WORDS: James Weaver, PHOTO CREDIT: Katie Louise Needham
Death metal is a genre that is always consistent. Since the genre’s explosive entry into the metal world in the late 1980s numerous sub-genres have evolved and all have a whole host of talented bands carrying the flag. Yet despite all this growth, the old school sound of death metal is still worshipped by many and on a warm September evening two of the scene’s leading names graced Sound Control in Manchester, NILE and SUFFOCATION. But is the old school sound still relevant today?
SUFFOCATION helped pioneer the breakdown which is now incredibly popular within the realms of metalcore and deathcore. But make no mistake, SUFFOCATION don’t embrace melodic elements to their music. From start to finish their performance at Sound Control was brutal, devastating and phenomenal. Opening with Thrones of Blood the mood of the performance was clear from the offset, huge pummeling riffs, consistent double bass drumming and a guttural bellowing vocal performance.
With the band still supporting 2013’s Pinnacle of Bedlam, it was surprising that the only track that was performed was As Grace Descends and whilst fans may be disappointed to not hear newer material, it in fact enabled SUFFOCATION to deliver a performance covering all corners of their blood-splattered career. Abomination Reborn, Catatonia, Pierced From Within and climatic closer Infecting The Crypts all made an appearance in SUFFOCATION‘s set and were performed in such a professional manner that the band had effortlessly replicated their studio sound.
Terrance Hobbs and Guy Marchais provided slick riffs and crushing breakdowns, Kevin Talley consistently kept the rhythm pummelling and Derek Boyer‘s bass tones sent huge shock-waves to the audience. With lead vocalist Frank Mullen stepping down from long term touring commitments fans were anxious on the vocal deliveries to say the least, yet Ricky Myers (DISGORGE) delivered a vocal performance that was both menacing and charismatic. Holding the audience in the palm of his hand, Myers provided a truly spectacular vocal performance with guttural vocals performed exquisitely and managed to replicate the band’s studio sound, a difficult feat indeed.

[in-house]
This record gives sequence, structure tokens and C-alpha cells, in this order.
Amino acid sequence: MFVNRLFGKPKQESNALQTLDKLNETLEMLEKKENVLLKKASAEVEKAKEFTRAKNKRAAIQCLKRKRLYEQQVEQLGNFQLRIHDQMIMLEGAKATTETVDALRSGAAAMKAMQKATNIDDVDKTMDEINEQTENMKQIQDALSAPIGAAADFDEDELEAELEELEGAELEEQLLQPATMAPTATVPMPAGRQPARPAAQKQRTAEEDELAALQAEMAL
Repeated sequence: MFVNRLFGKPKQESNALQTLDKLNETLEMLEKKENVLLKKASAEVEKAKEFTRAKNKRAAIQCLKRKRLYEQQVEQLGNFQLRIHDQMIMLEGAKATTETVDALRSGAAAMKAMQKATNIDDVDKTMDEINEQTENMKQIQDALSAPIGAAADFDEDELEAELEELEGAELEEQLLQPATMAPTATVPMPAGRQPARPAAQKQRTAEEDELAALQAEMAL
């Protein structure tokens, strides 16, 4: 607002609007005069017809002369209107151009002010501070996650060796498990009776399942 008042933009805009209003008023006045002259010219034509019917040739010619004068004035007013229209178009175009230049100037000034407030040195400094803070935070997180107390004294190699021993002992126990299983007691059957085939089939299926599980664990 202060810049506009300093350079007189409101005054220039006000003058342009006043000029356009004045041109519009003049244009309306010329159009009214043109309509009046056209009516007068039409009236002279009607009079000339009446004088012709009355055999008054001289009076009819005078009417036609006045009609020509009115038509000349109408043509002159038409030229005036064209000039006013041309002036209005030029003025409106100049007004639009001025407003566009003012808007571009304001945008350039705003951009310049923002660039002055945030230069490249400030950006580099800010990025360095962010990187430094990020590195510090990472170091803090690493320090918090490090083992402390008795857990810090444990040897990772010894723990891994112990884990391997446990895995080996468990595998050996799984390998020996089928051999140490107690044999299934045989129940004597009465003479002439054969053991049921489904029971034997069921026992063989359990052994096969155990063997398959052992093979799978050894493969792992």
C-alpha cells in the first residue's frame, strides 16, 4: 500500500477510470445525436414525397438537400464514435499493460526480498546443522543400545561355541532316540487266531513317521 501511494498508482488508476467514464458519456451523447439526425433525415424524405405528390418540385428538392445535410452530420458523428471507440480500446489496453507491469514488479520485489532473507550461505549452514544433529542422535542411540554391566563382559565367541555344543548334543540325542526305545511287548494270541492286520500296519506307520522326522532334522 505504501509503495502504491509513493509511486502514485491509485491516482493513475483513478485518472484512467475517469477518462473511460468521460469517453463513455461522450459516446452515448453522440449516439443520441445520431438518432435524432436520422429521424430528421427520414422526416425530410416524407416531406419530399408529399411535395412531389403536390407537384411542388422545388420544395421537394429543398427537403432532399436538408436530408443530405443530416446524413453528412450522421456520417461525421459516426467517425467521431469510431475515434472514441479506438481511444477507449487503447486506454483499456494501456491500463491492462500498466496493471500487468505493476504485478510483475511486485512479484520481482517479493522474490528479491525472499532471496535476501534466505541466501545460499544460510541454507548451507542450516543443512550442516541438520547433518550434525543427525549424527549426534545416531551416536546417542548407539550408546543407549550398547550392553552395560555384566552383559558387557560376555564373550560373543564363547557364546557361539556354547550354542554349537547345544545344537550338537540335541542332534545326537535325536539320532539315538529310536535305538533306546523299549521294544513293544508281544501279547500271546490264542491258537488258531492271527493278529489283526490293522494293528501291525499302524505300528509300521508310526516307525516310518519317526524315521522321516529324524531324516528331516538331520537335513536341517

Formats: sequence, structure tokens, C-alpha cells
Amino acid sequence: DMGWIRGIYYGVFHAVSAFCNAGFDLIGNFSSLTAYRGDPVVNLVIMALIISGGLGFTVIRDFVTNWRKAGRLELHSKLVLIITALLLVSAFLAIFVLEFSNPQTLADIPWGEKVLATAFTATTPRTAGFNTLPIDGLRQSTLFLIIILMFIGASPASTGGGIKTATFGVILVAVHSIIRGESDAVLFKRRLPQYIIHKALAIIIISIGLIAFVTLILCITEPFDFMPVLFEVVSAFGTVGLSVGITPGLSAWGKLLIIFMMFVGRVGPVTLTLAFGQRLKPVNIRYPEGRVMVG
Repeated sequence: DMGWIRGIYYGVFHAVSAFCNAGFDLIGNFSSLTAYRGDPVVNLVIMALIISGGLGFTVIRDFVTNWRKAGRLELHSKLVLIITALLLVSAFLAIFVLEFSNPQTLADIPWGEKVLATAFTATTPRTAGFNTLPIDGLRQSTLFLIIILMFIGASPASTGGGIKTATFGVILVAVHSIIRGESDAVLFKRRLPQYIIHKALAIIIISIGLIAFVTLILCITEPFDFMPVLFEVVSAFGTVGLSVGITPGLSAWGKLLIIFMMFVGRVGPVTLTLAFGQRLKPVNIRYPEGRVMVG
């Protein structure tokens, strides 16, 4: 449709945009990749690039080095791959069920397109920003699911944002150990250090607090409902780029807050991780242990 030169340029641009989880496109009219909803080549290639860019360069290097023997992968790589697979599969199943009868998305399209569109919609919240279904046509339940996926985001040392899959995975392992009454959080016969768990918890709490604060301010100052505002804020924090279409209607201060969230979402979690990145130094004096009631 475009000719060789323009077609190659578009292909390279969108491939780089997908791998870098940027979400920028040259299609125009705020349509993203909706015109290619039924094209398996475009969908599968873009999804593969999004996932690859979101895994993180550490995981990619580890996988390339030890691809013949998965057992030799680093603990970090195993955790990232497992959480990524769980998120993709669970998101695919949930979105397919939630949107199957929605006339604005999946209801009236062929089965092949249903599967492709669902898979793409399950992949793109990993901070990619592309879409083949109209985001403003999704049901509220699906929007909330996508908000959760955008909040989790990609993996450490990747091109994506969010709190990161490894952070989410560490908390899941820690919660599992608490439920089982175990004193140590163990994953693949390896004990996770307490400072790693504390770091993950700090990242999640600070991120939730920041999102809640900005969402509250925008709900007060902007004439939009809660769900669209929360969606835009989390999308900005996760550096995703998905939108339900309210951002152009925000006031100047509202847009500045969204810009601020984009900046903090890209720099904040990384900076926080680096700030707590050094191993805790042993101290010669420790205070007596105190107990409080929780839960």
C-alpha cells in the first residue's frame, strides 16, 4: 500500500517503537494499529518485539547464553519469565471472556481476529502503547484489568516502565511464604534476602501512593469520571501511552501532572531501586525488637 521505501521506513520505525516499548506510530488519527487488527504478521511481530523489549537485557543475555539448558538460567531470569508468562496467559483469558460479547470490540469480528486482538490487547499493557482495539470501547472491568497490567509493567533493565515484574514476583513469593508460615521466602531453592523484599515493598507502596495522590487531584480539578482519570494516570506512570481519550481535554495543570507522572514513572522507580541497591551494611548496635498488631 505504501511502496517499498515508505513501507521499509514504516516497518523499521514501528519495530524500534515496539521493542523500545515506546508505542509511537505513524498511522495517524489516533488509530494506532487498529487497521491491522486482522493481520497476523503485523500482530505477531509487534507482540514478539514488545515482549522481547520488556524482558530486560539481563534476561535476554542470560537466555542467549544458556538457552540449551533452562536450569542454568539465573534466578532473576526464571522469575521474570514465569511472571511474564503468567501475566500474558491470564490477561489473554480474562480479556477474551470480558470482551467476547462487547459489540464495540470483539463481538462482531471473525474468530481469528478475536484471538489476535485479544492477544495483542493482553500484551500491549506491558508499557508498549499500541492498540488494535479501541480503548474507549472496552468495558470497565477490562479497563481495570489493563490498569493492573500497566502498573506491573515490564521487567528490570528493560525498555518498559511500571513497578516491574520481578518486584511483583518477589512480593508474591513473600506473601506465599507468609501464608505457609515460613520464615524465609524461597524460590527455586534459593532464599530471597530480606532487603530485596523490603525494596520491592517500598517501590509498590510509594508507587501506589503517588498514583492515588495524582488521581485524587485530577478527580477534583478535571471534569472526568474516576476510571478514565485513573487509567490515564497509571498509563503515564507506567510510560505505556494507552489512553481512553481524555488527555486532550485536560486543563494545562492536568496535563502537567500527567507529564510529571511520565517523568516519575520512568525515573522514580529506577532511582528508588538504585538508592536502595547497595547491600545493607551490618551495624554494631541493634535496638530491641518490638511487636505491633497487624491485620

With SUFFOCATION setting the mark at an all time high, it would be difficult for NILE to be able to follow with the same calibre. NILE have always been reknown for brining both a technical and brutal performance to the stage and their performance at Sound Control reinforced this. Opening with the chaotic Sacrifice Unto Sebek, NILE set the tone for the evening; intricate riffs and powerful blasts that have enough force to wake the Pharaohs from their slumber.
With the band’s latest release, What Should Not Be Unearthed, only hitting the shelves recently, it was obvious that the band would perform a selection of tracks from their latest record. Call To Destruction, Evil to Cast Out Evil and In The Name of Amun all made an appearance and proved to gel well with NILE‘s previous material. With the rest of the setlist covering the band’s extensive back catalogue, NILE‘s performance was a spectacle to witness. Kafir!, Lashed To The Slave Stick and Black Seeds of Vengeance were absolutely monumental in a live setting with crowd participation full encouraged, NILE were on fine form throughout their set and at such breakneck speed it was surprising that the band didn’t falter.
With George Kollias keeping the tempo at an all time high, Karl Sanders providing the technical aspect to NILE‘s chaotic musical assault and vocalist Dallas Toler-Wade unleashing his singature snarls, NILE easily replicated their studio sound and delivered it so throughout their performance. The new addition of bassist Brad Parris only reinforced NILE‘s destructive sound. Both SUFFOCATION and NILE more than proved that the old school sound of death metal is still as destructive as it was when it first emerged, and both delivered sets of the utmost brutality, signalling that both bands are still highly regarded in the world of death metal.